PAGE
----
Labour and Fine Gael clash on public deficit
FINE Gael leader Enda Kenny yesterday claimed that he would bring a swift end to the economic crisis by reducing the budgetary deficit as fast as possible.
Attacking the Labour Party, Mr Kenny said other parties wanted to delay the deficit reductions.
Mr Kenny added that the Irish people did not want to think that there would be "an interminable night".
However, Labour hit back by repeating its claim that there was a €5bn black hole in the Fine Gael budget plans.
The two potential partners in government also attacked each other on the issue of public sector reform.
Fine Gael favours bringing the deficit down to 3pc by 2014, while Labour wants to push the deadline for this out to 2016.
"Other parties may want to delay deficit reduction, to raise taxes, but that is not reasonable," Mr Kenny said at the launch of his party's manifesto yesterday.
"We can't delay because delay is too dangerous. It increases uncertainty, it kills that early chance for the economy to recover."
He said people wanted the economic crisis ended as quickly as could possibly be achieved.
"Irish people don't like to think that there's an interminable night in front of them in terms of this economic burden.
"If you say to most people, 'What is your choice, provided all things being equal, that it's as fair as can be done?' they will say, 'I'd much prefer to have it sooner, rather than extend it out for another number of years.'"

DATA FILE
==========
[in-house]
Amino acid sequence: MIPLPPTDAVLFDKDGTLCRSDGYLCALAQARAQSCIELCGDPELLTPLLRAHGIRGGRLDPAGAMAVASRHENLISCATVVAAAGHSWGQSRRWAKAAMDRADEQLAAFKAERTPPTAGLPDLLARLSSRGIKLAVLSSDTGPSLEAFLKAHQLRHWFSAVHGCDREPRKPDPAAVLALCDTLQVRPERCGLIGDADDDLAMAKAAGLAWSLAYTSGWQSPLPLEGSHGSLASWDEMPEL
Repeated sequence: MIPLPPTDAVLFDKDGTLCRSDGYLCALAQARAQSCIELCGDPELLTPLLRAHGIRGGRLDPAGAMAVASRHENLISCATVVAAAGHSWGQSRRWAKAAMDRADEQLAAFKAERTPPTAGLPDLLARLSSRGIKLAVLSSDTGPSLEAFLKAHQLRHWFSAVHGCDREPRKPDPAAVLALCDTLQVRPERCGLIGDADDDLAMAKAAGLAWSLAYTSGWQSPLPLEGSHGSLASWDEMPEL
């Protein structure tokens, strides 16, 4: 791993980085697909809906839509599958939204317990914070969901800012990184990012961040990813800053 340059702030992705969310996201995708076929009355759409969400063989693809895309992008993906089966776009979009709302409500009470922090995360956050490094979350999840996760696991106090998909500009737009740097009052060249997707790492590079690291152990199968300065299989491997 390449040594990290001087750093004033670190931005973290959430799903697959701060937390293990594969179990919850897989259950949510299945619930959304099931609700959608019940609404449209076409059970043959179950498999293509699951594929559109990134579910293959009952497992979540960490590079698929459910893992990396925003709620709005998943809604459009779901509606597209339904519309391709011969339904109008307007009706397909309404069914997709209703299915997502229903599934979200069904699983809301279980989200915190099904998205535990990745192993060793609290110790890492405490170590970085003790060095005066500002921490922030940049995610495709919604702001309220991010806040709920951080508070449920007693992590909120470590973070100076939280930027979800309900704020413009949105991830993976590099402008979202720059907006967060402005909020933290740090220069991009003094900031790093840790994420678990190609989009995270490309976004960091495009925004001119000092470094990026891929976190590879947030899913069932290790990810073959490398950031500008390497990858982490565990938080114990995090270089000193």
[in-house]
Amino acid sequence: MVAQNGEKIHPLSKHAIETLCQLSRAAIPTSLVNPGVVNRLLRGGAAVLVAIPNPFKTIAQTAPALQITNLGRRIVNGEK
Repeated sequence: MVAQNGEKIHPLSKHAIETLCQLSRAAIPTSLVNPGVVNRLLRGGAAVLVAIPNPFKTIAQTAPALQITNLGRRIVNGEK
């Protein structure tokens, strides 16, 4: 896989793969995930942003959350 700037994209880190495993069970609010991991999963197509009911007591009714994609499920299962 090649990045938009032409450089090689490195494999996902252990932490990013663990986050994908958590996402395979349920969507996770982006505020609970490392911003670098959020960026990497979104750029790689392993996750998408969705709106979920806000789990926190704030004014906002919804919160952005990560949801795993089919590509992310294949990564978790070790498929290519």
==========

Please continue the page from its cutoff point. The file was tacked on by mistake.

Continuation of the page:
But Labour's Ruairi Quinn accused Fine Gael of hiding a €5bn black hole in its plans.
"Where are they going to bridge the gap between what they say they can save and what they say they're going to cut?" he asked.
Labour also took aim at Fine Gael's plans to shed 30,000 public sector jobs.
Roisin Shortall claimed that it would equate to the loss of two teachers in every school or one in six nurses.
After Mr Quinn warned that voters did not want a single-party government, Ms Shortall said Fine Gael would decimate public services if it was "not controlled" in government.
But Fine Gael's Richard Bruton hit back last night, accusing Labour of "pure distortion".
The enterprise spokesman said the attacks on his party's policies were a sign of "desperation" as Labour slid in the polls while Fine Gael surged ahead.
Fine Gael, he insisted, had pledged to undertake voluntary redundancies among "back-office staff" -- and not among frontline workers.
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